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State seeks to retry deputy who fatally shot partner

Former Santa Fe County sheriff's deputy Tai Chan is accused in the killing of fellow deputy Jeremy Martin in October 2014. He is pictured during a May 2016 trial that ended in a hung jury. (Andres Leighton/For The Albuquerque Journal)

Former Santa Fe County sheriff’s deputy Tai Chan is accused in the killing of fellow deputy Jeremy Martin in October 2014. He is pictured during a May 2016 trial that ended in a hung jury. (Andres Leighton/For The Albuquerque Journal)

LAS CRUCES – State prosecutors say they intend to retry former Santa Fe sheriff’s deputy Tai Chan in the fatal shooting of his partner in an upscale hotel in 2014, according to court documents.

The 3rd Judicial District Attorney’s Office has also asked Chief Judge Fernando Macias to postpone the trial, currently on the docket for the two weeks after Thanksgiving. A motion filed by the prosecution states that Chan’s defense attorneys agree with the request.

Chan, now 29 years old, is charged with first-degree murder in the killing of Santa Fe sheriff’s deputy Jeremy Martin after a drunken night out in late October 2014.

Martin, 29, was shot multiple times in the back at the Hotel Encanto in Las Cruces. He died of his injuries at a local hospital.

JoAnn Chan, mother of former Santa Fe County sheriff's deputy Tai Chan reacts while her son testifies during his trial at the 3rd Judicial District Court in Las Cruces, Friday, June 3, 2016. Chan is accused of fatally shooting fellow deputy Jeremy Martin at an upscale Las Cruces hotel in 2014. (Andres Leighton/For the Albuquerque Journal)

JoAnn Chan, mother of former Santa Fe County sheriff’s deputy Tai Chan reacts while her son testifies during his trial at the 3rd Judicial District Court in Las Cruces, Friday, June 3, 2016. Chan is accused of fatally shooting fellow deputy Jeremy Martin at an upscale Las Cruces hotel in 2014. (Andres Leighton/For the Albuquerque Journal)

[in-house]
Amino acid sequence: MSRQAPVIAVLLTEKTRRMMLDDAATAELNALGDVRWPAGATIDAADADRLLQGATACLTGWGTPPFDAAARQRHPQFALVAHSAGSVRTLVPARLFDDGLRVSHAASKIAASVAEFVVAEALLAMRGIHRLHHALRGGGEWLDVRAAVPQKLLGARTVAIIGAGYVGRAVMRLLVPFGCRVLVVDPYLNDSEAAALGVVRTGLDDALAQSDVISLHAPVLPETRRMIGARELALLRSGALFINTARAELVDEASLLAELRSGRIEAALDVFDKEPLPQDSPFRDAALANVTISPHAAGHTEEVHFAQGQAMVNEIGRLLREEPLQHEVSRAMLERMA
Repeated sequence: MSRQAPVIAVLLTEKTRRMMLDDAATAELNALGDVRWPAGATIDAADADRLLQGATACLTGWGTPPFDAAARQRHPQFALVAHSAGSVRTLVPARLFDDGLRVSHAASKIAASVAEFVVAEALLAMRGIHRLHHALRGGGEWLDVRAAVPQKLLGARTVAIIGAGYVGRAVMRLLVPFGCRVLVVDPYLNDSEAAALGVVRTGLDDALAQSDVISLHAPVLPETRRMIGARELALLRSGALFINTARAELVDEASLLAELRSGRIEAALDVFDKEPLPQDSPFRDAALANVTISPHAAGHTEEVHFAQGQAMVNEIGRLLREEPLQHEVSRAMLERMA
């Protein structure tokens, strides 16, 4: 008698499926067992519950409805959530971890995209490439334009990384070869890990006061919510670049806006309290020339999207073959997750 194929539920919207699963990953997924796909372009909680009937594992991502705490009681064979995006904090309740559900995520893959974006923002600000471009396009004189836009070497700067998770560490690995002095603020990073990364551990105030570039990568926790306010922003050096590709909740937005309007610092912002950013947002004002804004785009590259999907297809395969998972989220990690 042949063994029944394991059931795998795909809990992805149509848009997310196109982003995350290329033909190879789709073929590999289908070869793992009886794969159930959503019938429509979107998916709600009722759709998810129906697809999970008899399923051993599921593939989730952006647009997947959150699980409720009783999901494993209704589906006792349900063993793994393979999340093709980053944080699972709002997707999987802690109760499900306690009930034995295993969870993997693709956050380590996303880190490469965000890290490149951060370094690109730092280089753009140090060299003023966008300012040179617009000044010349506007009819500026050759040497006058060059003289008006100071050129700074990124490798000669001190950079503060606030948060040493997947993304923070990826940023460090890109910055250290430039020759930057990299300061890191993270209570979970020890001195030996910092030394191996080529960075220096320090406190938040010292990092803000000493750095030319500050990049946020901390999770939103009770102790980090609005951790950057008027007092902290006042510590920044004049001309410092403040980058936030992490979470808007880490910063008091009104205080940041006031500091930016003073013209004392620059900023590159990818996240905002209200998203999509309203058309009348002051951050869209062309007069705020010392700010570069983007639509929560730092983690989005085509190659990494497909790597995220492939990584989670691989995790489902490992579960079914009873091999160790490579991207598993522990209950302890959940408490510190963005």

The original trial of Chan, in which he claimed self-defense, ran two weeks in May and ended in a mistrial after the jury could not agree on a verdict.

Prosecutors said in a court filing that they subpoenaed and produced at least 21 witnesses at a cost to the state of $12,400. Reconvening those witnesses for a trial slated for Nov. 28 to Dec. 9 would be far more costly and difficult, given the holiday season, they said.

“If trial were to commence as currently scheduled, the travel expenses are anticipated to be much higher than other times of the year given the high volume and high demands of airlines and hotels for flights and accommodations, respectively,” the filing says.

Additionally, Chan’s co-counsel Tom Clark is scheduled to try a different case in Aztec during the same period. Clark and Santa Fe attorney John Day defended Chan during the original trial.

The high-profile case drew intense media scrutiny.

An Albuquerque TV station live-streamed the entire trial, which included emotional testimony from terrified hotel guests who heard a scuffle inside hotel room 711 and multiple shots fired; from Chan’s then-girlfriend, Leah Tafoya, who was on the phone with Chan when the altercation began; and from Chan himself, who described fearing for his life.

Prosecutors accused Chan of killing Martin in cold blood.

The jury deliberated over two days but could not come to a unanimous decision on Chan’s guilt.

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